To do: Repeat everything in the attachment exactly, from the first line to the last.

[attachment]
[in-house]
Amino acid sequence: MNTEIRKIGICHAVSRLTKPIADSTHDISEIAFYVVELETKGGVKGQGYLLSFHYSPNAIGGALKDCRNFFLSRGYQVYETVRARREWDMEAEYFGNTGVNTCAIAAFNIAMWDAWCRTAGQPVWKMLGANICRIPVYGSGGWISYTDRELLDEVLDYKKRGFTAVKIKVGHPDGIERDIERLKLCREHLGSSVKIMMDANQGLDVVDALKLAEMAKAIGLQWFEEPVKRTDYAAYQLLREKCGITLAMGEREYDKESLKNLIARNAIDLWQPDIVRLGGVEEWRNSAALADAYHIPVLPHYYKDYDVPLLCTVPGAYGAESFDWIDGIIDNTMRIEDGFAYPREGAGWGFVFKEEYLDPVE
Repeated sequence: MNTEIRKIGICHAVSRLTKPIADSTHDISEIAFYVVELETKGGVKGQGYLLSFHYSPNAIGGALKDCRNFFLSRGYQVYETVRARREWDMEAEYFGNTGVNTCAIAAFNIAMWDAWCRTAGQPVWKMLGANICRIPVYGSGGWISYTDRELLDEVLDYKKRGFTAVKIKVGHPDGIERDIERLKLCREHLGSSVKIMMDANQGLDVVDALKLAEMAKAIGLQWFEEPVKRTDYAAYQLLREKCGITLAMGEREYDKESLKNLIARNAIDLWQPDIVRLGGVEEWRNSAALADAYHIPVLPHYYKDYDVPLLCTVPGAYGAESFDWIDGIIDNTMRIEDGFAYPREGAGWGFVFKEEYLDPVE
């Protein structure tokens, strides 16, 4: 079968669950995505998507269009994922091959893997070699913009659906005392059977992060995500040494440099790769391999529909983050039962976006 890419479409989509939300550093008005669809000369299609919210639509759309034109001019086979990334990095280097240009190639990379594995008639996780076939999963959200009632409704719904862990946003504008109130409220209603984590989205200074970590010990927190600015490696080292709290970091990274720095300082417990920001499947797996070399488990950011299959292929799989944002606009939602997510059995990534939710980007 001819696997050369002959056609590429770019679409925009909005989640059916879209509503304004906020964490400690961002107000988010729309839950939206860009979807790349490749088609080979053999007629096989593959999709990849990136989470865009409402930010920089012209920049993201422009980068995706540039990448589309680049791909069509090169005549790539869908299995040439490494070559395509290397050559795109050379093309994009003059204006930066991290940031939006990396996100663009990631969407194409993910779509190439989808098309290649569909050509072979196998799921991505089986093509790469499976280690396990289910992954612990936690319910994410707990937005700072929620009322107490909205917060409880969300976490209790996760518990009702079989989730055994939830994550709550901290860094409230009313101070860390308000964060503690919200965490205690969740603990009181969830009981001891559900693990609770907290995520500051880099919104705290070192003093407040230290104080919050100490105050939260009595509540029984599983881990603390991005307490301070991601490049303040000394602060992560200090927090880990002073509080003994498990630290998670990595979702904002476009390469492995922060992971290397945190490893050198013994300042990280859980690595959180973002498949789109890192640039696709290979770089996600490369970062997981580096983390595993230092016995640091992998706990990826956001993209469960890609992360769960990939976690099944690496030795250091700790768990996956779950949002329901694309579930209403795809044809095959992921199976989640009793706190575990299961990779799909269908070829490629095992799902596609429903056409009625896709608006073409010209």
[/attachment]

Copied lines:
[in-house]
Amino acid sequence: MNTEIRKIGICHAVSRLTKPIADSTHDISEIAFYVVELETKGGVKGQGYLLSFHYSPNAIGGALKDCRNFFLSRGYQVYETVRARREWDMEAEYFGNTGVNTCAIAAFNIAMWDAWCRTAGQPVWKMLGANICRIPVYGSGGWISYTDRELLDEVLDYKKRGFTAVKIKVGHPDGIERDIERLKLCREHLGSSVKIMMDANQGLDVVDALKLAEMAKAIGLQWFEEPVKRTDYAAYQLLREKCGITLAMGEREYDKESLKNLIARNAIDLWQPDIVRLGGVEEWRNSAALADAYHIPVLPHYYKDYDVPLLCTVPGAYGAESFDWIDGIIDNTMRIEDGFAYPREGAGWGFVFKEEYLDPVE
Repeated sequence: MNTEIRKIGICHAVSRLTKPIADSTHDISEIAFYVVELETKGGVKGQGYLLSFHYSPNAIGGALKDCRNFFLSRGYQVYETVRARREWDMEAEYFGNTGVNTCAIAAFNIAMWDAWCRTAGQPVWKMLGANICRIPVYGSGGWISYTDRELLDEVLDYKKRGFTAVKIKVGHPDGIERDIERLKLCREHLGSSVKIMMDANQGLDVVDALKLAEMAKAIGLQWFEEPVKRTDYAAYQLLREKCGITLAMGEREYDKESLKNLIARNAIDLWQPDIVRLGGVEEWRNSAALADAYHIPVLPHYYKDYDVPLLCTVPGAYGAESFDWIDGIIDNTMRIEDGFAYPREGAGWGFVFKEEYLDPVE
């Protein structure tokens, strides 16, 4: 079968669950995505998507269009994922091959893997070699913009659906005392059977992060995500040494440099790769391999529909983050039962976006 890419479409989509939300550093008005669809000369299609919210639509759309034109001019086979990334990095280097240009190639990379594995008639996780076939999963959200009632409704719904862990946003504008109130409220209603984590989205200074970590010990927190600015490696080292709290970091990274720095300082417990920001499947797996070399488990950011299959292929799989944002606009939602997510059995990534939710980007 001819696997050369002959056609590429770019679409925009909005989640059916879209509503304004906020964490400690961002107000988010729309839950939206860009979807790349490749088609080979053999007629096989593959999709990849990136989470865009409402930010920089012209920049993201422009980068995706540039990448589309680049791909069509090169005549790539869908299995040439490494070559395509290397050559795109050379093309994009003059204006930066991290940031939006990396996100663009990631969407194409993910779509190439989808098309290649569909050509072979196998799921991505089986093509790469499976280690396990289910992954612990936690319910994410707990937005700072929620009322107490909205917060409880969300976490209790996760518990009702079989989730055994939830994550709550901290860094409230009313101070860390308000964060503690919200965490205690969740603990009181969830009981001891559900693990609770907290995520500051880099919104705290070192003093407040230290104080919050100490105050939260009595509540029984599983881990603390991005307490301070991601490049303040000394602060992560200090927090880990002073509080003994498990630290998670990595979702904002476009390469492995922060992971290397945190490893050198013994300042990280859980690595959180973002498949789109890192640039696709290979770089996600490369970062997981580096983390595993230092016995640091992998706990990826956001993209469960890609992360769960990939976690099944690496030795250091700790768990996956779950949002329901694309579930209403795809044809095959992921199976989640009793706190575990299961990779799909269908070829490629095992799902596609429903056409009625896709608006073409010209």